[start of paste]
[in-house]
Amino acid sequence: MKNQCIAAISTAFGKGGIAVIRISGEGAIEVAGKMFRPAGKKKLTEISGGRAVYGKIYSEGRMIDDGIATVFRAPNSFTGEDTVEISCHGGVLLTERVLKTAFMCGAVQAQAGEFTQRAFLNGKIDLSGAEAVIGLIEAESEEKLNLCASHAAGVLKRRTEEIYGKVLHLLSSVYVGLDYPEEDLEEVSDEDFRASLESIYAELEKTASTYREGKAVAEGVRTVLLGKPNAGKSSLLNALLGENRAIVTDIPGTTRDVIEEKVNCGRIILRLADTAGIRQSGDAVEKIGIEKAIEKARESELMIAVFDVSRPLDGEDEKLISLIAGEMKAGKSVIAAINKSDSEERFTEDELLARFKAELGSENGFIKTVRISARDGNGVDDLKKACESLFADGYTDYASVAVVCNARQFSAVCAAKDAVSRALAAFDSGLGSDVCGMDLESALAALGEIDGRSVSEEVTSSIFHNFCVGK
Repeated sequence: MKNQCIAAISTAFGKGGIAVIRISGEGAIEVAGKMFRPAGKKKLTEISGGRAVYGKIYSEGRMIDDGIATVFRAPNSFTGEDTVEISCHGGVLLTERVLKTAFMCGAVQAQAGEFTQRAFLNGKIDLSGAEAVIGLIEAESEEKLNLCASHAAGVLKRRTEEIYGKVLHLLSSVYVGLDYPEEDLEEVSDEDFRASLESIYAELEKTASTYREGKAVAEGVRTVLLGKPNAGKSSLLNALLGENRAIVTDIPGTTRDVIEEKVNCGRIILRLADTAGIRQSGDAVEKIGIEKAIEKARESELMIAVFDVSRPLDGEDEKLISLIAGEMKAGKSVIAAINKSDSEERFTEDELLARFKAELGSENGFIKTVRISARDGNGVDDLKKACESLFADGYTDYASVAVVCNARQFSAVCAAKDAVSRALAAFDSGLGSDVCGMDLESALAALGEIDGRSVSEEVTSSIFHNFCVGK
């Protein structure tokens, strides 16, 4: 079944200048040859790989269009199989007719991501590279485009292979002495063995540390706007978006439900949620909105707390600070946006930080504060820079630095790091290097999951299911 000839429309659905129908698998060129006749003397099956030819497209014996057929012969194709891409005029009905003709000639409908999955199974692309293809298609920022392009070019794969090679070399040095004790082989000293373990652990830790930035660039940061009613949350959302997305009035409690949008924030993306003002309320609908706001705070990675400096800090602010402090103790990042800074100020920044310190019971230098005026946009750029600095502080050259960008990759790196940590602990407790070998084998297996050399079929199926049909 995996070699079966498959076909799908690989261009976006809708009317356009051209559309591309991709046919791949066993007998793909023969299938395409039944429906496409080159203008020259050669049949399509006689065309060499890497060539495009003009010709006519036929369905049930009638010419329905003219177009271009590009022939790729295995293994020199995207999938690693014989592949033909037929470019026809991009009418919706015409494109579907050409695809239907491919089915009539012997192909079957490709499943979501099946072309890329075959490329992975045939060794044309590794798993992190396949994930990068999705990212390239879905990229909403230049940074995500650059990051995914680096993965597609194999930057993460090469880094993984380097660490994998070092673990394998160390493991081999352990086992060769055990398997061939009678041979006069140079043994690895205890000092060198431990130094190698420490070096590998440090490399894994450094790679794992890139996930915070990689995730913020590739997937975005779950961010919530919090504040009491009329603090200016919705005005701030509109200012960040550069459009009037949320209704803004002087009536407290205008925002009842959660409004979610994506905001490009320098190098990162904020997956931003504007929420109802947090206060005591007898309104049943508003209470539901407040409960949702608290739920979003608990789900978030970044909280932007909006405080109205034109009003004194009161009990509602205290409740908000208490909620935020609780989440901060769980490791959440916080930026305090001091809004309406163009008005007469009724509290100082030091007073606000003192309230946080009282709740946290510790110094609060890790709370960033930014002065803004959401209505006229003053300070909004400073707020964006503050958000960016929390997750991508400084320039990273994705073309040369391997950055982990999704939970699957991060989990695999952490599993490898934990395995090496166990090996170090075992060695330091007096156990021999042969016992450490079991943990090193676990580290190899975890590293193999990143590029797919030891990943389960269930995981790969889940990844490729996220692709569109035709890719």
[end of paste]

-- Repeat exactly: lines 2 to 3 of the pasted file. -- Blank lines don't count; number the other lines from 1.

Amino acid sequence: MKNQCIAAISTAFGKGGIAVIRISGEGAIEVAGKMFRPAGKKKLTEISGGRAVYGKIYSEGRMIDDGIATVFRAPNSFTGEDTVEISCHGGVLLTERVLKTAFMCGAVQAQAGEFTQRAFLNGKIDLSGAEAVIGLIEAESEEKLNLCASHAAGVLKRRTEEIYGKVLHLLSSVYVGLDYPEEDLEEVSDEDFRASLESIYAELEKTASTYREGKAVAEGVRTVLLGKPNAGKSSLLNALLGENRAIVTDIPGTTRDVIEEKVNCGRIILRLADTAGIRQSGDAVEKIGIEKAIEKARESELMIAVFDVSRPLDGEDEKLISLIAGEMKAGKSVIAAINKSDSEERFTEDELLARFKAELGSENGFIKTVRISARDGNGVDDLKKACESLFADGYTDYASVAVVCNARQFSAVCAAKDAVSRALAAFDSGLGSDVCGMDLESALAALGEIDGRSVSEEVTSSIFHNFCVGK
Repeated sequence: MKNQCIAAISTAFGKGGIAVIRISGEGAIEVAGKMFRPAGKKKLTEISGGRAVYGKIYSEGRMIDDGIATVFRAPNSFTGEDTVEISCHGGVLLTERVLKTAFMCGAVQAQAGEFTQRAFLNGKIDLSGAEAVIGLIEAESEEKLNLCASHAAGVLKRRTEEIYGKVLHLLSSVYVGLDYPEEDLEEVSDEDFRASLESIYAELEKTASTYREGKAVAEGVRTVLLGKPNAGKSSLLNALLGENRAIVTDIPGTTRDVIEEKVNCGRIILRLADTAGIRQSGDAVEKIGIEKAIEKARESELMIAVFDVSRPLDGEDEKLISLIAGEMKAGKSVIAAINKSDSEERFTEDELLARFKAELGSENGFIKTVRISARDGNGVDDLKKACESLFADGYTDYASVAVVCNARQFSAVCAAKDAVSRALAAFDSGLGSDVCGMDLESALAALGEIDGRSVSEEVTSSIFHNFCVGK